20 March 2005

Estuary plans may hinge on election

A ballpark is not currently being considered for the Oak-to-9th section of the Estuary. Instead, Signature Properties has plans for a major housing/retail development on the 60-acre property at the mouth of Lake Merritt Channel. While final approval is still at least a year away, Signature has already put up floorplans and other information for prospective buyers.

Something that may eventually accelerate or delay the development process is the May 17 Special Election for the District 2 (Oakland Grand Lake-Chinatown) City Council seat. Whoever fills the vacancy will have some measure of ability to shape the final plan. He/she will may be dealing with his/her immediate predecessor, Danny Wan, who resigned from the District 2 seat in January to take care of his parents and work for the Port of Oakland.

You may recall that the Estuary site was studied in the HOK report. It came in 5th out of 7 sites. The site has a couple of things going for it. Mainly, it is an absolutely gorgeous location with a view of the Alameda marina across the water. If a south-facing ballpark were built, fans in the grandstand would have an enviable, foul pole-to-foul pole, panoramic view of Alameda and beyond that, the Peninsula and SF. Since some of the land is vacant or in the process of being vacated, groundbreaking could occur once clean-up is completed.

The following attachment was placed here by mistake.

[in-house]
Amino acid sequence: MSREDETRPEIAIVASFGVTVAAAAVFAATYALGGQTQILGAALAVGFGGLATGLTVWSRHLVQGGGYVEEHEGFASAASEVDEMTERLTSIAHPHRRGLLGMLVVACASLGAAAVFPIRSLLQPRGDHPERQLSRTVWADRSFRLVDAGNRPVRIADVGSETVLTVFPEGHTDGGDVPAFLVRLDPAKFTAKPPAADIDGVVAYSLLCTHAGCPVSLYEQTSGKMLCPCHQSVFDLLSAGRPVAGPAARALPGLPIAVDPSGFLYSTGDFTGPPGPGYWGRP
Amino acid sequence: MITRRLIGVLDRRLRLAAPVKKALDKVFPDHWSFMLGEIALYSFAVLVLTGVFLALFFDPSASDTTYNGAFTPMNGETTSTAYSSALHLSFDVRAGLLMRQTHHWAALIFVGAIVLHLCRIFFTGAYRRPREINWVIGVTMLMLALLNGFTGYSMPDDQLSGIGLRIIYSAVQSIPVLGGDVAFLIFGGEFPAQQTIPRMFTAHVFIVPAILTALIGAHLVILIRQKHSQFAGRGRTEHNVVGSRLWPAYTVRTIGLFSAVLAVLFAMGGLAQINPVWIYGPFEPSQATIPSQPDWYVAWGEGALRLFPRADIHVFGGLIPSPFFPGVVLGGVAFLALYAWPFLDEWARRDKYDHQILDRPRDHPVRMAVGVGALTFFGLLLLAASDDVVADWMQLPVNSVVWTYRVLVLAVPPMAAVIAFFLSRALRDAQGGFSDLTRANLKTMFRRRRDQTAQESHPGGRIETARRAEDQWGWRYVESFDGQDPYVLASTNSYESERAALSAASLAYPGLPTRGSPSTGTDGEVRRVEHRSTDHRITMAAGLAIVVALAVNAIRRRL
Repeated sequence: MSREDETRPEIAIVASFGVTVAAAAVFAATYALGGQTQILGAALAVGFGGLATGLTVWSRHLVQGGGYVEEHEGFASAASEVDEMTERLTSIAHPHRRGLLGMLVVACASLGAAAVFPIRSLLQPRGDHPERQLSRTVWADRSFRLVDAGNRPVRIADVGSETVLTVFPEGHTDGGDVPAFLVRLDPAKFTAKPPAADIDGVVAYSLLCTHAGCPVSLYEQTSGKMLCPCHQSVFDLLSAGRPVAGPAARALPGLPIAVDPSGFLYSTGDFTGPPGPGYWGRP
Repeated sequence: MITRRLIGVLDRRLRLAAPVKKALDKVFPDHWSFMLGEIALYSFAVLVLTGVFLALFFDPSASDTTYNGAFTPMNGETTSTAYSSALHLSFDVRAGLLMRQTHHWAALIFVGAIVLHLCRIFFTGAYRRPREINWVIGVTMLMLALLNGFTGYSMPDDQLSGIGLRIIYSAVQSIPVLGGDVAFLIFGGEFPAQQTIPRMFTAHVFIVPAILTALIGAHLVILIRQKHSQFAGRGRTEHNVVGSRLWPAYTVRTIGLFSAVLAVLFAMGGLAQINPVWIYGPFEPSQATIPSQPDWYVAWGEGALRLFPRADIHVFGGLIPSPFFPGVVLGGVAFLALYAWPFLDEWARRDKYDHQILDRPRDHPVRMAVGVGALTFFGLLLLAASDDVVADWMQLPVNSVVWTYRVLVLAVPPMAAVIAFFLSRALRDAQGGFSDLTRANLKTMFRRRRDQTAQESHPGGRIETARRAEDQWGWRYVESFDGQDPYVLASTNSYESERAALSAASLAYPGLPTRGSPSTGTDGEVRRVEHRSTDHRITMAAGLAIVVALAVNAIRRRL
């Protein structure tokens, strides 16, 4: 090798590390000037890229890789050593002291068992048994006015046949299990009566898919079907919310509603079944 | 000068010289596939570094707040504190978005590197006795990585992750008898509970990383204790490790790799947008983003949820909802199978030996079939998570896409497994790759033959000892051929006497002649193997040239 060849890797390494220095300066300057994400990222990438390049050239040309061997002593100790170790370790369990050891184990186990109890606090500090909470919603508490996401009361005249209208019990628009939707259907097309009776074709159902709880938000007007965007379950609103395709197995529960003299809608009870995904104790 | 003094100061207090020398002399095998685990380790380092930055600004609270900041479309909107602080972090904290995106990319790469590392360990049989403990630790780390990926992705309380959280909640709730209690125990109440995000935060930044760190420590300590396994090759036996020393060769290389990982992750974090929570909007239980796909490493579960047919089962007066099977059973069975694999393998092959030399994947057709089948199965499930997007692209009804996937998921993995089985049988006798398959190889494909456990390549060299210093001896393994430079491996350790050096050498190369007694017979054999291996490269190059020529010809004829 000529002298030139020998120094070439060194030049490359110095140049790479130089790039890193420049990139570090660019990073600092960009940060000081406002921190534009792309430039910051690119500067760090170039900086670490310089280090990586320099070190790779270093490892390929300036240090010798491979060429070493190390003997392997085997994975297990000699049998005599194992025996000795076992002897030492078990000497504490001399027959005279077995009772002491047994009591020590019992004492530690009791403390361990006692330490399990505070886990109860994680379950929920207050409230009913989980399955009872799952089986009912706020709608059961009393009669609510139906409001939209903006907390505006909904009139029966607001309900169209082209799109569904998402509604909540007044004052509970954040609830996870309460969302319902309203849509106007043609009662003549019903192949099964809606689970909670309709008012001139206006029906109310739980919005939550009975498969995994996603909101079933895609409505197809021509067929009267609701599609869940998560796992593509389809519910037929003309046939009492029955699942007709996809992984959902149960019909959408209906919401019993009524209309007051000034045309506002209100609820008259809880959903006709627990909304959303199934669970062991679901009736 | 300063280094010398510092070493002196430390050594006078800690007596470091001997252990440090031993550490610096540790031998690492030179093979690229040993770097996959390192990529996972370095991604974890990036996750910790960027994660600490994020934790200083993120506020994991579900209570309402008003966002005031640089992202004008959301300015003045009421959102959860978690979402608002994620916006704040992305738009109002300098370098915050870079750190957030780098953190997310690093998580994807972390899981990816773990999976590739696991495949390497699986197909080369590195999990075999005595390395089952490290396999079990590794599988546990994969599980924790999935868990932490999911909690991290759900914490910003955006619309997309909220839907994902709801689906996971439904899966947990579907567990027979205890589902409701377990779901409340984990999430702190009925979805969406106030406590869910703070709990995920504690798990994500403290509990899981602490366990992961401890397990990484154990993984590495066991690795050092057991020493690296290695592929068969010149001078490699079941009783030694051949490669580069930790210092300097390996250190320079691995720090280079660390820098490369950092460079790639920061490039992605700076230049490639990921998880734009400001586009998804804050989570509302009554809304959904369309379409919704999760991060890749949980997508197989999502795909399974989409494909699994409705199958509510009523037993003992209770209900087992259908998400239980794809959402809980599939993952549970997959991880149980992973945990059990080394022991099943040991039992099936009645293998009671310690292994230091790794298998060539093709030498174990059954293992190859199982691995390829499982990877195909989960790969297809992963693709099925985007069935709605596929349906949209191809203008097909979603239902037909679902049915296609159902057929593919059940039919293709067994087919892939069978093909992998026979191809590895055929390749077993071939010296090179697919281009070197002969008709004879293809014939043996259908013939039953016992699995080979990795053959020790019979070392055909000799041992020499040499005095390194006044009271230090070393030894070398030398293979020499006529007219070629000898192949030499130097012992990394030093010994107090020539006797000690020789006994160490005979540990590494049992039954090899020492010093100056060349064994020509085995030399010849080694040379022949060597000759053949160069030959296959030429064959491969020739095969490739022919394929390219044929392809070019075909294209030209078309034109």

That clean-up could be expensive due to toxicity levels at the site. Site preparation would also take some time because the ports were largely built with dredged bay mud and sand, making it not the most suitable foundation material. This was the case for China Basin as well, and the Giants solved that problem by driving 2,103 concrete piles into ground. Still, the area is a high-risk liquefaction zone, so special care would have to be taken to ensure the ballpark was seismically sound.

Yet the greatest opposition may come from a particularly plucky group of residents at the 5th Avenue Marina, which has established a nice reputation as a thriving little artist colony. Property owner J.W. Silveira, who may have more clout and more lawyers at his disposal, has sued Oakland to prevent the marina from being acquired or otherwise used in the greater development plan.

Whatever happens, the election winner will have no shortage of voices to hear from regarding what should be done with the land. The only guidelines exist in a 1999 document, the Estuary Policy Plan. One of those voices may be a new one in Lewis Wolff, who has plenty of experience building resorts and hotels and may find a unique opportunity to build one right on the estuary. With a ballpark, of course.